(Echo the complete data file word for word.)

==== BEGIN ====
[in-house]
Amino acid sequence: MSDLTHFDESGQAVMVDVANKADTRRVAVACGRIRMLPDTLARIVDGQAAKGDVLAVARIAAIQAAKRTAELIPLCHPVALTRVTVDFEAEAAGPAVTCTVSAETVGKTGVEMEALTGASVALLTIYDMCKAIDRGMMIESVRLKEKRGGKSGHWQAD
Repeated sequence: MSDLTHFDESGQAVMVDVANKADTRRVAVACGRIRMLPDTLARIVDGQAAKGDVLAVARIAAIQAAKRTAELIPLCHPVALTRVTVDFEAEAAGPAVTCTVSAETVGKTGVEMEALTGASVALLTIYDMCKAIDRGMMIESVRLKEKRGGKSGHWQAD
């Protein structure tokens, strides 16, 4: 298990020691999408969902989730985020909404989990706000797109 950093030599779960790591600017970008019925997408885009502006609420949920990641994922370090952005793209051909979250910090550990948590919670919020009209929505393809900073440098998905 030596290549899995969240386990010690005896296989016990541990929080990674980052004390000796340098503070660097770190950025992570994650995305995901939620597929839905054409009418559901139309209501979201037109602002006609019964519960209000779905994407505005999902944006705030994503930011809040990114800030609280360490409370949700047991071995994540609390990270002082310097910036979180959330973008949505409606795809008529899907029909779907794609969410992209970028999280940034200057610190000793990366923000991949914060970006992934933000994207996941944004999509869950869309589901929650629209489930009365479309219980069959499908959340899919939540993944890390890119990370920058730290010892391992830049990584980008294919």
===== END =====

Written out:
[in-house]
Amino acid sequence: MSDLTHFDESGQAVMVDVANKADTRRVAVACGRIRMLPDTLARIVDGQAAKGDVLAVARIAAIQAAKRTAELIPLCHPVALTRVTVDFEAEAAGPAVTCTVSAETVGKTGVEMEALTGASVALLTIYDMCKAIDRGMMIESVRLKEKRGGKSGHWQAD
Repeated sequence: MSDLTHFDESGQAVMVDVANKADTRRVAVACGRIRMLPDTLARIVDGQAAKGDVLAVARIAAIQAAKRTAELIPLCHPVALTRVTVDFEAEAAGPAVTCTVSAETVGKTGVEMEALTGASVALLTIYDMCKAIDRGMMIESVRLKEKRGGKSGHWQAD
């Protein structure tokens, strides 16, 4: 298990020691999408969902989730985020909404989990706000797109 950093030599779960790591600017970008019925997408885009502006609420949920990641994922370090952005793209051909979250910090550990948590919670919020009209929505393809900073440098998905 030596290549899995969240386990010690005896296989016990541990929080990674980052004390000796340098503070660097770190950025992570994650995305995901939620597929839905054409009418559901139309209501979201037109602002006609019964519960209000779905994407505005999902944006705030994503930011809040990114800030609280360490409370949700047991071995994540609390990270002082310097910036979180959330973008949505409606795809008529899907029909779907794609969410992209970028999280940034200057610190000793990366923000991949914060970006992934933000994207996941944004999509869950869309589901929650629209489930009365479309219980069959499908959340899919939540993944890390890119990370920058730290010892391992830049990584980008294919």